Cold Laser Therapy
Cold laser therapy use in physical rehabilitation is becoming increasingly popular and more widely accepted as its results become appreciated.
Lasers are divided into three categories class II, class III and class IV. The class III laser is most commonly used in rehabilitation. In 2002, the first class III laser was approved by the FDA. The class III laser is more commonly referred to as a cold laser as it does not have the heating effects that the class IV lasers produce and therefore, negates the risk of burns.
Laser therapy is currently being used to treat a large number of musculoskeletal conditions such as arthritis, fibromyalgia, myofascial pain syndrome, tendinitis, sprains, strains, and neck and low back pain.
The cold laser emits photons that penetrate the body’s tissues to a depth of about 5 cm, which stimulates cellular changes and promotes healing of the injured or damaged tissue. Treatment time will depend upon the size and depth of the area being treated and usually ranges from five to ten minutes.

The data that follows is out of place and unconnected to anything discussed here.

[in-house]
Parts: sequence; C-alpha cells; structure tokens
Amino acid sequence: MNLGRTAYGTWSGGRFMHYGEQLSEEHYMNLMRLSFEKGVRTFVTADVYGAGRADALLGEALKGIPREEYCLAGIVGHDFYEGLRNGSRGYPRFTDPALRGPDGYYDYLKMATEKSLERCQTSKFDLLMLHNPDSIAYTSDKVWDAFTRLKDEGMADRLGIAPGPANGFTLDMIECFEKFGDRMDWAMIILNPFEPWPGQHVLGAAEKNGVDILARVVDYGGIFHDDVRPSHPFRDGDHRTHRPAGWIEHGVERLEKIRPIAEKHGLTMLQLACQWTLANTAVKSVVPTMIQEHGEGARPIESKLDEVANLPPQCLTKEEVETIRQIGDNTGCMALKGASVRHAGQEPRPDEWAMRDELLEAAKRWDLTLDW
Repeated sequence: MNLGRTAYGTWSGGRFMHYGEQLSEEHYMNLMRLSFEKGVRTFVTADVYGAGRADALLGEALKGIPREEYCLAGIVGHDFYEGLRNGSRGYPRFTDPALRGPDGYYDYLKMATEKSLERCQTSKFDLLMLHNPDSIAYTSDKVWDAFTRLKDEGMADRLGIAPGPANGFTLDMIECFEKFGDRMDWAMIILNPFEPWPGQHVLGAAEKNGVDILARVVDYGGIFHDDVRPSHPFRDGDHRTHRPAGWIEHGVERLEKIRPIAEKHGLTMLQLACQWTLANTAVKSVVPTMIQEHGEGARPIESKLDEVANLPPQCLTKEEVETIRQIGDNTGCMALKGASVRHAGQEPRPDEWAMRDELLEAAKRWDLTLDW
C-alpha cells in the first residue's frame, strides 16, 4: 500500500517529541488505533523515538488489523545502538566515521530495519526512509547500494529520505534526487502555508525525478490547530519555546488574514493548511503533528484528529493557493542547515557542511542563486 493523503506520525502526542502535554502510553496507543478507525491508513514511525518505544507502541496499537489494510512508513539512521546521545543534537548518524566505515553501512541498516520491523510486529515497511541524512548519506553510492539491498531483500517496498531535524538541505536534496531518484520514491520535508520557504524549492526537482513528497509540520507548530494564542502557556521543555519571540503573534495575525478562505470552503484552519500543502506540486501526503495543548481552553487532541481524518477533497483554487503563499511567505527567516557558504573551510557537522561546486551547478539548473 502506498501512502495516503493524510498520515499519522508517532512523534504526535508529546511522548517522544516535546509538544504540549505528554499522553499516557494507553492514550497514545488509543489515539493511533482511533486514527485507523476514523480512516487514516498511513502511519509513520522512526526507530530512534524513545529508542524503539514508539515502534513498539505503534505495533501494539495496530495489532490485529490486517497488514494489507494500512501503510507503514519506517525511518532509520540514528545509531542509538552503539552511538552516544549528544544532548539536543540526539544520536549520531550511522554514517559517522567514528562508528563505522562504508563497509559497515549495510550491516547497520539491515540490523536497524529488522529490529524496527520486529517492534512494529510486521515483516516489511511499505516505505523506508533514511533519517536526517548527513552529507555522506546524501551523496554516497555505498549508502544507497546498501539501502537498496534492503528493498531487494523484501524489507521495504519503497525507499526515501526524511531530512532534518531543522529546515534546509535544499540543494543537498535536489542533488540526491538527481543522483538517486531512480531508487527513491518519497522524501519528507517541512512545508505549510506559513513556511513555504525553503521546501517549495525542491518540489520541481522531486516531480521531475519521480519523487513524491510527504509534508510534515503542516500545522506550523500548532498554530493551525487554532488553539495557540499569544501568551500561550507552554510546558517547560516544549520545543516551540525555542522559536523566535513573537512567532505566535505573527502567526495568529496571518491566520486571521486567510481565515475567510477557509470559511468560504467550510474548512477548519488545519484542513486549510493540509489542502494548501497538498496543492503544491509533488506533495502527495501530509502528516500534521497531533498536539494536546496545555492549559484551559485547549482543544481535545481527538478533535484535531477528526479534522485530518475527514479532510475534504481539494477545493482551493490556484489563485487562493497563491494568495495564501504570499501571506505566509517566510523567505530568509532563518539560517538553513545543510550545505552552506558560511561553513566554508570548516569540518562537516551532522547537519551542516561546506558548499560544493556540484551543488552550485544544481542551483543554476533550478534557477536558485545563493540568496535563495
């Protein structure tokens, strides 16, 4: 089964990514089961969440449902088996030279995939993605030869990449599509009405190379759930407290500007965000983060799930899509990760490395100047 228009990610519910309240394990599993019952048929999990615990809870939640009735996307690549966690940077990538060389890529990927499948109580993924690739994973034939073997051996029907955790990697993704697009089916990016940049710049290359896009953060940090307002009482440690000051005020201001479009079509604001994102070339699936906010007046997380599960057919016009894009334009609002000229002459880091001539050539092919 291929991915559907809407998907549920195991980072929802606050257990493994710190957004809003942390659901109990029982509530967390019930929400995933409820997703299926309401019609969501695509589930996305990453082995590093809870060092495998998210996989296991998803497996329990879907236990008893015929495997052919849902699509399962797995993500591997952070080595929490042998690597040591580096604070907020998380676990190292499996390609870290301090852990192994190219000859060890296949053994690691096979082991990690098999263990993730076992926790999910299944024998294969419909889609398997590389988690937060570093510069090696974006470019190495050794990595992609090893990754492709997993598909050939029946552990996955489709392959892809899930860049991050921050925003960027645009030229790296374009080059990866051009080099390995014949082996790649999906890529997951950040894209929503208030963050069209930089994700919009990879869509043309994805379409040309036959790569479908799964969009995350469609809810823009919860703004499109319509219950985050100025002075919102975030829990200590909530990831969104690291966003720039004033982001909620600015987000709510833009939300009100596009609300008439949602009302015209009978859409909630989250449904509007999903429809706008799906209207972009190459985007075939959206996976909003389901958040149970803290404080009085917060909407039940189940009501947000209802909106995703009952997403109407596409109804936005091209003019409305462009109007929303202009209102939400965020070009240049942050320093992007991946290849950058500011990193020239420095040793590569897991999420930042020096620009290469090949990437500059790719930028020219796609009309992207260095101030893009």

A significant advantage of cold laser therapy is that there are relatively few side effects. Due to the increase in some cellular activity there may be some minor discomfort at the treatment site within 24 hours, which can be easily managed by using some ice over the tender area.
It is important to note that the laser is usually not used alone, but as an adjunct to other skilled procedures that include, but are not limited to, hands on manual therapy and exercises. The laser has been an invaluable tool in my clinic and has enabled me to assist patients to return to their recreational and regular daily activities.